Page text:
American Legion national commander visits Brainerd
The national commander of the American Legion shared his priorities for the organization with dozens of area members in Brainerd Tuesday. Michael D. Helm, who was elected to the position last August, stopped at American Legion Post 255 as part of...
The national commander of the American Legion shared his priorities for the organization with dozens of area members in Brainerd Tuesday.
Michael D. Helm, who was elected to the position last August, stopped at American Legion Post 255 as part of a four-day tour of Legion posts throughout the state.
An Army veteran who served during the Vietnam War as part of the 82nd Airborne Division, Helm was welcomed with speeches by numerous Legionnaires, including Brainerd Post Commander Ed Spilman and Brainerd Mayor James Wallin, who said he's been a member of the Legion for 40 years.
Helm told the veterans and their families that it is up to the Legion and its members to ensure Americans remember the sacrifices of the nation's military. Some of his plans to further the mission are to continue emphasis on youth programs, reinvest in helping legal immigrants obtain U.S. citizenship, increase awareness of traumatic brain injuries and post-traumatic stress disorder among the veteran population and to monitor organizational improvements within Veterans Health Administration (VA) hospitals and clinics.
"We continue to stand for a strong national defense," Helm told the crowd. "I'm not just talking about our military strength. ... What I'm talking about is how we treat our military families and make sure they have proper salaries, health benefits, housing and retirement. So those same quality people continue to be willing to step up and serve this country, and that they would be able to offer that service and not have to worry about how their family was being taken care of back home."
He said changes to how the VA system is administered and a nuanced approach to mental health treatment are keys to supporting military families.
When news of misconduct throughout the veterans' healthcare system came to light last spring, the American Legion called for the resignation of Secretary of Veterans Affairs Eric Shinseki. The new secretary, Robert A. McDonald, is addressing the needs of the system and ensuring more timely medical treatment, Helm said. Although he voiced concerns about the speed with which veteran claims and compensation for injuries are paid, he said the Legion will continue to support the VA medical system.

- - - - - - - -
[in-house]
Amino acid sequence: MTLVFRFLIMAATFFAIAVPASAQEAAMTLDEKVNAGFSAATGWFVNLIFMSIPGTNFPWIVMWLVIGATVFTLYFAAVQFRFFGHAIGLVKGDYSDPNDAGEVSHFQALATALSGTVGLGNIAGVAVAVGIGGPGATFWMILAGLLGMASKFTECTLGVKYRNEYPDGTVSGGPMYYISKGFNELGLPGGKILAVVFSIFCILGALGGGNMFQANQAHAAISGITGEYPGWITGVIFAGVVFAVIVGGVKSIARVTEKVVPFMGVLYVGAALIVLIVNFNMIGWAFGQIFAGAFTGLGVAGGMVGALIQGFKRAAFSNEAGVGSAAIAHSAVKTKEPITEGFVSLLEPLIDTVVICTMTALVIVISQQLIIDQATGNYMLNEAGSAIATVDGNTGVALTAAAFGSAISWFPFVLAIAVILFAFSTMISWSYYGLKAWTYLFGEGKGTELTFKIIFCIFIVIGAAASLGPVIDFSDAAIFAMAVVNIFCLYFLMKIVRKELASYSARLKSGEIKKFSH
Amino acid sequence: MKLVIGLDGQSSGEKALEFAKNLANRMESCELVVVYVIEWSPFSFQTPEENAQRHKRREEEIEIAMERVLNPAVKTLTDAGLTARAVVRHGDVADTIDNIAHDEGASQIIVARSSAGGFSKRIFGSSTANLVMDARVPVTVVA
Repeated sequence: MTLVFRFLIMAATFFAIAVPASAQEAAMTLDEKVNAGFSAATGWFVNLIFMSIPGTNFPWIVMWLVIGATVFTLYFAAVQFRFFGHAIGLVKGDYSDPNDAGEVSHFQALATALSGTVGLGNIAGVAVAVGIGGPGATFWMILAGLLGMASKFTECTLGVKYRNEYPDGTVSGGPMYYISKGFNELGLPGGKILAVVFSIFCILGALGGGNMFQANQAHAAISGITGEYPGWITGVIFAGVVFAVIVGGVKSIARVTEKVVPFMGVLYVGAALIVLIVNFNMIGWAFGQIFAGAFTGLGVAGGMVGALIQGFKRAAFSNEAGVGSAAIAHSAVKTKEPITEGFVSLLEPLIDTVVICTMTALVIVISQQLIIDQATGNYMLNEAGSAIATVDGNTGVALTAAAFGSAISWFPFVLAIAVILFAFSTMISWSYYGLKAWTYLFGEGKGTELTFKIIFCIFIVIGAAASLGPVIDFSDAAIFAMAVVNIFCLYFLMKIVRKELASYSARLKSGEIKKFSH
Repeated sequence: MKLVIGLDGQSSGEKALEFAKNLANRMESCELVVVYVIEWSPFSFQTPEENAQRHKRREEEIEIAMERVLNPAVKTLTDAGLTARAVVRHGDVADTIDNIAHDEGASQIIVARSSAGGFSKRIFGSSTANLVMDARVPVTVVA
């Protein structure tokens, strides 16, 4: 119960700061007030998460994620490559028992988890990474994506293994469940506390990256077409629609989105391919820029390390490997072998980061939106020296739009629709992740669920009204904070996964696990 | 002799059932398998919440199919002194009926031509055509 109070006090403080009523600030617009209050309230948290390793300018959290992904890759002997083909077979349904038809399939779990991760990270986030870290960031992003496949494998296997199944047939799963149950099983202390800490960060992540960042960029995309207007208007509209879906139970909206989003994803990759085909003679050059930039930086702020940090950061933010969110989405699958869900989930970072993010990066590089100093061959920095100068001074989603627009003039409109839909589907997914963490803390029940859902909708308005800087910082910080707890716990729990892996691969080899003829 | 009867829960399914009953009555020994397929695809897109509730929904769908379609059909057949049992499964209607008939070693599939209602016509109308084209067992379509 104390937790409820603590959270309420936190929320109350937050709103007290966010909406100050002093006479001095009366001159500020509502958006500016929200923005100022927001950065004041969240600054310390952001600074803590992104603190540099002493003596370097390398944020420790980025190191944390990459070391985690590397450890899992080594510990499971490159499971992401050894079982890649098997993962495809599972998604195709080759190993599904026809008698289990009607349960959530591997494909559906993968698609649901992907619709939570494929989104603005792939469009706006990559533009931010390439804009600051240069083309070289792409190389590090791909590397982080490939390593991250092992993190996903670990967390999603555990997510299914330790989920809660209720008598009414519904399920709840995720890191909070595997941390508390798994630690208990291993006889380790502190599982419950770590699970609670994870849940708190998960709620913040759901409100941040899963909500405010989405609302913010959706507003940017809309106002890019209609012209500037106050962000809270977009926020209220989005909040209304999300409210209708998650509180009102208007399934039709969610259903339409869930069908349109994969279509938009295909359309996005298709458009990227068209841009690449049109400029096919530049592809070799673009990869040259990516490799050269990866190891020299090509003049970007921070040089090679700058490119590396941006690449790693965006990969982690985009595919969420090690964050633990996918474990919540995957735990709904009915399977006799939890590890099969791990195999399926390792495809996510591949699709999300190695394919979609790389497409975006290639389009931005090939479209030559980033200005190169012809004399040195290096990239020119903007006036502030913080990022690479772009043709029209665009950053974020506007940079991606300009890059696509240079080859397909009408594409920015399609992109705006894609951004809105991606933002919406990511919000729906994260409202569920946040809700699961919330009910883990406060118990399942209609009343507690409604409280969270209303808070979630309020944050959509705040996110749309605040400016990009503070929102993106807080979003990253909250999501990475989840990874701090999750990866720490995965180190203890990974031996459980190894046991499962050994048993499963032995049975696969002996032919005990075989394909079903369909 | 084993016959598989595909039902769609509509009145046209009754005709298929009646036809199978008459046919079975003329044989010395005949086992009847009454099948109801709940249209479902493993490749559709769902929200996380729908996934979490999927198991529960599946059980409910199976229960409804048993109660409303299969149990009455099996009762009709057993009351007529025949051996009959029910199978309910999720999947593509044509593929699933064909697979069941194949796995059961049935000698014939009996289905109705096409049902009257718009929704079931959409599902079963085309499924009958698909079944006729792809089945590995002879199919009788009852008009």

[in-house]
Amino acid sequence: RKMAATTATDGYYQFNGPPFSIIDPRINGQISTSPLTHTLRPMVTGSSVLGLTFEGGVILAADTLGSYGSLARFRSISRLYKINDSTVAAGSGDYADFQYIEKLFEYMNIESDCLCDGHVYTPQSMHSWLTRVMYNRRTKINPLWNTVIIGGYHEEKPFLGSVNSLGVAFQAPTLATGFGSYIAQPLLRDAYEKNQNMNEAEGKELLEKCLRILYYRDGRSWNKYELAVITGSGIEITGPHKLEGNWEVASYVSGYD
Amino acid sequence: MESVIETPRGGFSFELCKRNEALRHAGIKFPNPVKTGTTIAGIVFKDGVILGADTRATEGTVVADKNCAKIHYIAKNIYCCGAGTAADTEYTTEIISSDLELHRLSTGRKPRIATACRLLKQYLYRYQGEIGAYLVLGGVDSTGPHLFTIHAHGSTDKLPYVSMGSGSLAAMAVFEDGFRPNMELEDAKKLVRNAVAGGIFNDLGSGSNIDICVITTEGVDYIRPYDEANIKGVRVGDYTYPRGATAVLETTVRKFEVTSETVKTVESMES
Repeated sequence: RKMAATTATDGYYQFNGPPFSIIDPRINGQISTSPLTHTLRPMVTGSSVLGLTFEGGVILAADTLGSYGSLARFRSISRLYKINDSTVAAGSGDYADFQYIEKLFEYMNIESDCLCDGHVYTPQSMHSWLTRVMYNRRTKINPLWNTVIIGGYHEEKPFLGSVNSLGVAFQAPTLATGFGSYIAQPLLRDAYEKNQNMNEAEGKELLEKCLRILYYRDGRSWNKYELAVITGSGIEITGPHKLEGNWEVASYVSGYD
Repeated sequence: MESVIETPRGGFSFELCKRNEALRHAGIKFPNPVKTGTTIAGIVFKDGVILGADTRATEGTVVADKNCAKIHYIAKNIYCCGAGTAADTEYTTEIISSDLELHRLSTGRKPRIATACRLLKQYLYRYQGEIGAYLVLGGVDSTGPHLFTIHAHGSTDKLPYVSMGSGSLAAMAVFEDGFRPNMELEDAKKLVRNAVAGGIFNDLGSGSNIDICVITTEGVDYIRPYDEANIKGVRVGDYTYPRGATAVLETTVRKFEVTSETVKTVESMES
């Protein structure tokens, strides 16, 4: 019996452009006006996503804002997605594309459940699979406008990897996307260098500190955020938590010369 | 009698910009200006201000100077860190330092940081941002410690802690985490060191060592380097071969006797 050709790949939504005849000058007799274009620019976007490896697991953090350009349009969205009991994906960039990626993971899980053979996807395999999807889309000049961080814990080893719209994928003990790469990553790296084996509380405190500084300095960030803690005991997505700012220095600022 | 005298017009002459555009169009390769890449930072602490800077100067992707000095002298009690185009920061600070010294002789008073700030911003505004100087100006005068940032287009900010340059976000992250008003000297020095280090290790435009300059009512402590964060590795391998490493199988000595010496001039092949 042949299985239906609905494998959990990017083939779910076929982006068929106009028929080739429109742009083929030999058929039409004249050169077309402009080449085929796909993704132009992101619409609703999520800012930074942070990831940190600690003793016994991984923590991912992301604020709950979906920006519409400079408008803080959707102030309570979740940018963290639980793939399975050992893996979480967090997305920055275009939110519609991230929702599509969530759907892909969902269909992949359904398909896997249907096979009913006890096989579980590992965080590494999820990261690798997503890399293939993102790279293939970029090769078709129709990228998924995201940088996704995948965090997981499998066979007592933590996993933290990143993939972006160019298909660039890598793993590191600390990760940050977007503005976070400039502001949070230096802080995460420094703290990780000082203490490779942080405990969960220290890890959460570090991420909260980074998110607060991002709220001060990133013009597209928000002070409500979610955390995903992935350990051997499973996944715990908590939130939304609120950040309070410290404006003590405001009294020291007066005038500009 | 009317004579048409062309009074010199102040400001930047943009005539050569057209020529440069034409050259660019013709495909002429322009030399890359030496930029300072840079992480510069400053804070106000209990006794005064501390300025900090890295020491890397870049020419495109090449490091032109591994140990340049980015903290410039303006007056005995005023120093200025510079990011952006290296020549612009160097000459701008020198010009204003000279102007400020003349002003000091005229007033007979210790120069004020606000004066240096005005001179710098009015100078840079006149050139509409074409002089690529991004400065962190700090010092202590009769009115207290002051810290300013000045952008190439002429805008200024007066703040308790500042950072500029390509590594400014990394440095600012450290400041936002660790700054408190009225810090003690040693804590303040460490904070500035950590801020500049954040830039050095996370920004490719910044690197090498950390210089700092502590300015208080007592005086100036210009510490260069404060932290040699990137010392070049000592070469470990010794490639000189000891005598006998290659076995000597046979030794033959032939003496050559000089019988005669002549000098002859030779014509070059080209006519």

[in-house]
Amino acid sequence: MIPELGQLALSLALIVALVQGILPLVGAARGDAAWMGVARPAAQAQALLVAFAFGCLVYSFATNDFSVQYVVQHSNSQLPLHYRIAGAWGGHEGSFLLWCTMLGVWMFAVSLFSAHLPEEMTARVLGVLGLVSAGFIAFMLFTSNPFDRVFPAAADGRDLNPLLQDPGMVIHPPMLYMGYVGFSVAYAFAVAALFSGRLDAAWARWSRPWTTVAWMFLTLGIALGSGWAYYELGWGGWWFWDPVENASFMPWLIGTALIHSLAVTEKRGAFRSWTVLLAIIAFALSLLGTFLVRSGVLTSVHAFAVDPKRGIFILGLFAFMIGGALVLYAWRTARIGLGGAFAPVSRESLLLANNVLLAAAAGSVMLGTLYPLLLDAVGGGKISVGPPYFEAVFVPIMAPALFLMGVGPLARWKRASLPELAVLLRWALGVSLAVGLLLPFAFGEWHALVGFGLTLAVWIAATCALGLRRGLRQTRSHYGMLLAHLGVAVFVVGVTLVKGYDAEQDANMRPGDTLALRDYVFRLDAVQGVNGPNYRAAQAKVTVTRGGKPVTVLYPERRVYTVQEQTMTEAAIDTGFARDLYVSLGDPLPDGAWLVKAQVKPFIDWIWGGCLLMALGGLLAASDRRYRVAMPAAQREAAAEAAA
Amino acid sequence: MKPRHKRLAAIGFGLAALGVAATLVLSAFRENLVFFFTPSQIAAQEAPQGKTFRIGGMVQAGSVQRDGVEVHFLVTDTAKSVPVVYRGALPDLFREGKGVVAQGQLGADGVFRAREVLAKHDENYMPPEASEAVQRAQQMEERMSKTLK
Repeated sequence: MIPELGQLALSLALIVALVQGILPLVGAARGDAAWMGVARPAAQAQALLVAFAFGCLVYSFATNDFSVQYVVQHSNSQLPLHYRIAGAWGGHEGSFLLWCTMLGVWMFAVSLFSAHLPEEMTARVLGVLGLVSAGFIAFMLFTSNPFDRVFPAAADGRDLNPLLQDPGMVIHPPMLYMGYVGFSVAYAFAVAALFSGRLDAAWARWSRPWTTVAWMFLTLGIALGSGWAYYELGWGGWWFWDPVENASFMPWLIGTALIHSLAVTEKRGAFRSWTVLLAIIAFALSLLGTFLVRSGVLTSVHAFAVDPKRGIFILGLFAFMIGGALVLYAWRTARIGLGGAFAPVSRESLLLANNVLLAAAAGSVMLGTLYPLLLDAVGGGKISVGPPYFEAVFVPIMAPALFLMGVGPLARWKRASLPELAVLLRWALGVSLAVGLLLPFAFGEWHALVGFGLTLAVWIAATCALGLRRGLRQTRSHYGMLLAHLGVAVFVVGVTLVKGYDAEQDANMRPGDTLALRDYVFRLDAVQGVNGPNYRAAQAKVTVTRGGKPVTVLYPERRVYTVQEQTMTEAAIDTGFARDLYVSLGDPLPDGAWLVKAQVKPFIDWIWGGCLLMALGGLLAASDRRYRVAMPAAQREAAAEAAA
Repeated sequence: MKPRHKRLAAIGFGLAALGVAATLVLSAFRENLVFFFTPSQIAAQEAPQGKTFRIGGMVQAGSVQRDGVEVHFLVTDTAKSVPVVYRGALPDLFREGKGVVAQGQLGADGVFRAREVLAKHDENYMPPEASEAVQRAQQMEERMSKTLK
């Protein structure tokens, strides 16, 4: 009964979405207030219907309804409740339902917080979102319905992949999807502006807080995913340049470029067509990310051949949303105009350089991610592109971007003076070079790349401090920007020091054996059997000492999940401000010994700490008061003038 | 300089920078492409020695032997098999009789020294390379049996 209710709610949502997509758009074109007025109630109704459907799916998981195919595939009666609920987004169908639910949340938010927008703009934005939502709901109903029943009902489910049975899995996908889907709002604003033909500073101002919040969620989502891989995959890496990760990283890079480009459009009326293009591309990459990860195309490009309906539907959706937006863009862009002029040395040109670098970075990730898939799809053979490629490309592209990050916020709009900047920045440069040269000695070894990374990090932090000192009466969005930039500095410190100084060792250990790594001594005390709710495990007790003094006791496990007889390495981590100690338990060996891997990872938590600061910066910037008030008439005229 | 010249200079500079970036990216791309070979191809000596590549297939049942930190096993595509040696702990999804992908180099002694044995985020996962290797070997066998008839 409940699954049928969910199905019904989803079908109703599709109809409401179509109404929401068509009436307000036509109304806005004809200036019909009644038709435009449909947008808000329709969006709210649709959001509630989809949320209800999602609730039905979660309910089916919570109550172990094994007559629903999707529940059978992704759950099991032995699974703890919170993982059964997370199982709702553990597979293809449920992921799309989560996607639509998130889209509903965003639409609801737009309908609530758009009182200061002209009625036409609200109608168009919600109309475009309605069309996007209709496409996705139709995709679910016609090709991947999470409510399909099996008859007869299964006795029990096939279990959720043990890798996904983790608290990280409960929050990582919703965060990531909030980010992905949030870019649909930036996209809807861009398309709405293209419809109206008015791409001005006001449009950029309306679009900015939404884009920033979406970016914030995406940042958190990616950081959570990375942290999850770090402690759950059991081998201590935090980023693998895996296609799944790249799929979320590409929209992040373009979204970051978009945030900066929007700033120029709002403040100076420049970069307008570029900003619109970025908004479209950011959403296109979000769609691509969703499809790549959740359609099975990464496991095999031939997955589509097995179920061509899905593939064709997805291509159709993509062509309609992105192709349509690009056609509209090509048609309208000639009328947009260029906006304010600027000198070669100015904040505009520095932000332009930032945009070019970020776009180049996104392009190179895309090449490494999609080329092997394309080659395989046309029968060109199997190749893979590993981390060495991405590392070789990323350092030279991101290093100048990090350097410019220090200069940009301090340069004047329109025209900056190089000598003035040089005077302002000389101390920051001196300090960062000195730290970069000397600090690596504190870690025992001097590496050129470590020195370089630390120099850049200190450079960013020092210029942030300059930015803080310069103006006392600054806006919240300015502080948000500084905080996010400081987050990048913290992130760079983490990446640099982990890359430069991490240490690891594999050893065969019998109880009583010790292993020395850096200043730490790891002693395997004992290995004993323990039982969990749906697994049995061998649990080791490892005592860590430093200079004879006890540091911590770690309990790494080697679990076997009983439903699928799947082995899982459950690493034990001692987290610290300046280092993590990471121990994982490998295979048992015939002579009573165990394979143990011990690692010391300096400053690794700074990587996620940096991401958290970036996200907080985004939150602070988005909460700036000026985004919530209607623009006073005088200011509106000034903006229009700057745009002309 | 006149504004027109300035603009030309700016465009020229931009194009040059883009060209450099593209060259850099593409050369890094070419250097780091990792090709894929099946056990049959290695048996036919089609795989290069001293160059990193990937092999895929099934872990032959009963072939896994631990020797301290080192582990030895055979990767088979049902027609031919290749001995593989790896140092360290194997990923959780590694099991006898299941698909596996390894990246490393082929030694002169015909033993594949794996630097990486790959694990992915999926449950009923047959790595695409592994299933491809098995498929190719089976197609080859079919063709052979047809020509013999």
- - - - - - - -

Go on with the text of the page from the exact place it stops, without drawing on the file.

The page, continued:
"We're just there to help the VA and encourage the VA to continue doing good things," Helm said following his speech. "We actually believe that the VA is a good, solid medical situation that we need to continue. We see some good gains happening within the VA right now."
One of the good things Helm pointed to is the Veterans Bridge to Recovery program, which according to the VA's website is a rehabilitation program for veterans with serious mental illnesses. The program focuses on goal-setting, education and community involvement as a means of recovery.
Helm said he is concerned about over-medication of veterans with mental health issues and traumatic brain injuries and in part attributed social problems such as homelessness and suicide to overuse of medication.
"You take our best and our brightest young men and women and then send them to war," he said. "Then, they're coming home from that war in that hopeless condition. That's just not right. We've got to do better."
Helm said there are numerous outcome-based treatments he would like to see utilized such as music therapy, hyperbaric oxygen therapy and acupuncture.
"I really believe that in a family setting where the whole family can come in and talk about the issues ... we can come to a fuller recovery," he said.
Continuing to emphasize youth involvement within the American Legion will help to teach the country's children about the sacrifices made by veterans.
"As we work those programs, they become weaved into that fiber that we are a part of, that great fiber of America," he said. "And as we get old and we pass on, that fiber of America continues to remain strong."
Helm discussed his wish to increase the number of volunteer hours completed by members, particularly at VA facilities, but noted with an aging membership, obtaining this goal has become more difficult. He said flexibility in how posts operate is important to attracting younger membership. Incorporating technology, such as offering computers or Wii video game systems, is one way some posts are working to broaden interest.
"We just have to keep thinking of what's best for the American Legion family," he said.
Helm concluded his speech by encouraging the audience to continue serving their communities for the good of everyone.
"If you do your part in your community, then certainly your community is going to be OK, Minnesota is going to be OK, and this great country, America, is going to be OK," he said.
CHELSEY PERKINS may be reached at 855-5874 or firstname.lastname@example.org . Follow on Twitter at www.twitter.com/DispatchChelsey .